Starched white shirts dancing on the clothesline like paper dolls and blouses twining arms in the wind were Monday madnesses to me when I was growing up. Washing, starching and ironing clothes was a chore because there were eleven offspring and two parents in our family, which added up to a department store full of clothes a week to nurture. Simply washing them wasn't enough. I had to starch and iron them to complete the unholy trinity. It seemed to me that the pile of Dad's white shirts was as high as Mt. Everest and just as grueling to conquer.
After the basic clothes were hung out ‑ things like sheets (I'm glad we didn't starch them!) underwear, socks, overalls and slacks‑ it was time to starch the skirts, blouses, dresses and pillowcases that remained. We used a powdered starch called Niagara that came in a box with a picture of Niagara Falls on it. You had to pre‑mix it to the desire consistency ‑thick, medium or thin. If you misjudged, your mistake showed up when the clothes dried on the line. One time I mixed the Niagara with a heavy hand and the clothes were so stiff that I couldn't bend them to fit into the clothes basket.
Most of the time though, I brewed the right combination and the starched garments obediently sat in the clothes basket waiting their turn to be sprinkled. Sprinkling clothes was like watering your entire garden with a thimble. You got a pop bottle and put a cap on it with little holes poked all over it. You put water in the bottle, segregated the clothes ‑ white in one batch, colored in the other. Then you shook your sprinkling bottle. The object was to soak the garment uniformly, because if you got it too wet you'd scorch it before you ironed it dry. If you didn't get it wet enough, it would iron full of wrinkles.
After the garment was sprinkled, you rolled it up into a little ball like a porcupine and put it in the basket. You put all of the white clothes together and all of the colored clothes together for obvious reasons. One time I forgot the obvious reasons and put my favorite white ruffled blouse next to a red shirt of my brother's. As I ironed the blouse, I noticed that it had taken on a Christmasy striped candy cane look. It took me a year or so before I could listen to my brother's teasing about my striped blouse without lunging for his vulnerable spots!
As for the actual ironing, it made my shoulders and the back of my neck ache and my temper heat hotter than the iron at times. My Dad's white shirts were my special trial. Wrinkles had a way of finding a permanent home in them and could only be evicted by hair‑pin turning and 90 degree angling. The collars came first, cuffs next, then sleeves, and finally, the blessed wide‑open spaces of back, slides and front.
I had this formula down pat until one day I decided to try a shortcut. Since I hated ironing the sleeves and cuffs so much, I decided to do them last and the wide open spaces first. By the time I had finished maneuvering the shirt to get at the small spots, the wide open spaces were bent and wrinkled and needed repressing. The air over the ironing board is probably still blue from my comments as I lengthened the shortcut.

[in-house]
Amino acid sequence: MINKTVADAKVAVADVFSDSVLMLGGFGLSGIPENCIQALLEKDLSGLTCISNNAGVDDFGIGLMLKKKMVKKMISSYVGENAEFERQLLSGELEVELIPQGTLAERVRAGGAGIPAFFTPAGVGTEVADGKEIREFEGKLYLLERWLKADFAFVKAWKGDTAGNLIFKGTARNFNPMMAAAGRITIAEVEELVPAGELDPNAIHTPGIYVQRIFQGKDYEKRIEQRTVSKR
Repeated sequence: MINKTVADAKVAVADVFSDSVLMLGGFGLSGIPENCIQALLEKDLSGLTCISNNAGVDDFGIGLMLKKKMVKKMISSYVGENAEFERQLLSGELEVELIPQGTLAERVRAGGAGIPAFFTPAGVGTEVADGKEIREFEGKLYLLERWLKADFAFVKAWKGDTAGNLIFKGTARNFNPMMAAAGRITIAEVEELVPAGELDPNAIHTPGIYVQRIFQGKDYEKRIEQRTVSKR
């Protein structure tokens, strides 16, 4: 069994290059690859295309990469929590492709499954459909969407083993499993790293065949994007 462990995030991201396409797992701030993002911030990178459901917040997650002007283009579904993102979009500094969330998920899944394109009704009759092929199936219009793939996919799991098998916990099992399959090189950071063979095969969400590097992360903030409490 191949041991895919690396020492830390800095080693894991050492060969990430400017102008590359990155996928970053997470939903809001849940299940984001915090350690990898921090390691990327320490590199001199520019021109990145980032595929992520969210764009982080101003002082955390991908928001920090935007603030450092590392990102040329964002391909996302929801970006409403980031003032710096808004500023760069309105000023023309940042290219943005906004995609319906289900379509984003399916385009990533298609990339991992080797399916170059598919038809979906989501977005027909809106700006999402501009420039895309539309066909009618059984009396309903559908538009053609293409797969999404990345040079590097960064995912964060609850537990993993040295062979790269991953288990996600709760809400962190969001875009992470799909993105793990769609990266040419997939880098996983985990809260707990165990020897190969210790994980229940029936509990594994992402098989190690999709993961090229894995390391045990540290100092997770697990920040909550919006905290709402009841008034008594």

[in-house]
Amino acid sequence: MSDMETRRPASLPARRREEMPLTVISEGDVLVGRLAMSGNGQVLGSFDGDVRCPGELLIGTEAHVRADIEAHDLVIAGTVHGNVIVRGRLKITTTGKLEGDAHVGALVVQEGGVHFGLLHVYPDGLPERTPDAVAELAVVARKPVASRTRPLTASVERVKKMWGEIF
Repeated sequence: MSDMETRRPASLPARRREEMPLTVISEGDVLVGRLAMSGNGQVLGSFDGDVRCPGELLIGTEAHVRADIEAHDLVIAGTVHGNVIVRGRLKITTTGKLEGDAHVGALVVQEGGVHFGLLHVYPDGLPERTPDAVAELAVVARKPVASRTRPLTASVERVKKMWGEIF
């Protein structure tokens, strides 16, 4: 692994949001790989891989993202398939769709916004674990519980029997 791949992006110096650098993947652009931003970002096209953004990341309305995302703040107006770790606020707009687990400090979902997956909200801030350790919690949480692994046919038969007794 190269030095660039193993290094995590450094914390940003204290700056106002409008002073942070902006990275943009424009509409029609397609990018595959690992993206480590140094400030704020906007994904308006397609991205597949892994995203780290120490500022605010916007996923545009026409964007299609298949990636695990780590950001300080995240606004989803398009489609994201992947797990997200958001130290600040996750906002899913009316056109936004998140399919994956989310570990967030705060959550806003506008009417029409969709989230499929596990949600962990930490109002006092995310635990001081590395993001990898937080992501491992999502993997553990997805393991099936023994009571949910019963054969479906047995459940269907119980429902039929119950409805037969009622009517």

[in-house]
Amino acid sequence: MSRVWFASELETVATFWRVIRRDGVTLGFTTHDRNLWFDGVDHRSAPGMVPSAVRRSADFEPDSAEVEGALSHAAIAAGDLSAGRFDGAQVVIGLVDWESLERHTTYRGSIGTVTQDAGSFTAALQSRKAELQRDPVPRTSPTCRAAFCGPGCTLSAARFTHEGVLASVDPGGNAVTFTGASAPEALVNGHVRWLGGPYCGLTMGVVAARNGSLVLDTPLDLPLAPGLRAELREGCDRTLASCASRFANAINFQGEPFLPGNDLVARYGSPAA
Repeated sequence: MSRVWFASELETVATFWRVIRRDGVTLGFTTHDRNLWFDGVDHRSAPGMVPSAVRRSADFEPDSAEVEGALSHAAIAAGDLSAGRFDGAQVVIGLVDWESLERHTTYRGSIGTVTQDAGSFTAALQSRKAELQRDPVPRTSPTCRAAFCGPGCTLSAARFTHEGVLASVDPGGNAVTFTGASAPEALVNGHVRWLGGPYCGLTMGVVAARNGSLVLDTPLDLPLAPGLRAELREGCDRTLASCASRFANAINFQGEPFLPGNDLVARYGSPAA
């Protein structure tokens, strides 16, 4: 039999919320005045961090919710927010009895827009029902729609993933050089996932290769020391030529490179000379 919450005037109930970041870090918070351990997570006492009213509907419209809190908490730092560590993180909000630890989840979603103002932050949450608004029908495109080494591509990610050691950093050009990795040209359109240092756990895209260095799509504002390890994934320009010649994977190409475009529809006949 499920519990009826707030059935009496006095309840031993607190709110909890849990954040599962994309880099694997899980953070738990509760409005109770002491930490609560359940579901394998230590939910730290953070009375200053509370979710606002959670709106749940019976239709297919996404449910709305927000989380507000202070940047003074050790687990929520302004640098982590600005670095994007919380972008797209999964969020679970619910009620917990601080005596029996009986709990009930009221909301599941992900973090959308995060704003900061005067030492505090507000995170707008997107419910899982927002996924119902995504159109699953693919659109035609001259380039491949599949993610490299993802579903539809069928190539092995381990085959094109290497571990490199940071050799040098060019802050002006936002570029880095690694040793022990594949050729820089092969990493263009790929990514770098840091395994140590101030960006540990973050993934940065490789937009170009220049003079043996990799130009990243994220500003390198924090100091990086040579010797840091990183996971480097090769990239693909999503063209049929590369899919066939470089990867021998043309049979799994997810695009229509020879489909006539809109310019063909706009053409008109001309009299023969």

Speaking of boards, that's exactly what my mother's ironing board was ‑ a board with wooden legs that you thumped the iron across. It wasn't one of those modern metal marvels with the stubborn notches that can't be swayed from their purpose in life ‑ holding the ironing board at permanent attention.
No, my mother's ironing board had an adventurous spirit and would set off on journeys of its own at the slightest provocation, usually when I was ironing a white shirt or blouse that I wanted to be perfect. To announce its intentions it would say THUNK. Then it would lose altitude, not gradually like a balloon floating down from the ceiling, but speedily like a water balloon dropped from the sixth floor of an apartment house. If I had been foolhardy enough to put the next two or three items in line to be ironed on the end of the board, they usually ended up in the tangle of ironing board legs, iron cord and live limbs and had to be rewashed and restarched.
Then there were the live drawbacks to ironing, mostly in the forms of my brothers and sister. If I had a popular shirt or pair of pants in the current batch of ironing, I'd be pursued by the owner demanding, "When are you going to get done?"
Occasionally I had delusions of being ahead of their question and would hang what I thought was going to be a popular piece of clothing on the door. My brother's blue shirt hung there for two days once before he discovered he needed it!
I don't want to do mountains of ironing again. There are too many disadvantages to the chore! But there is one permanent press disadvantage to the old fashioned method. The biggest advantage of old‑fashioned ironing that the permanent press generation will never discover is the joys of smell and feeling. Smell was the tangy odor of freshly starched, steamed and ironed clothes. Feeling was the pride of accomplishment as I watched the army of well‑ironed clothes accumulate on the door knob, the clothes rack, and even the sides of the ironing board until I was buried in my accomplishments!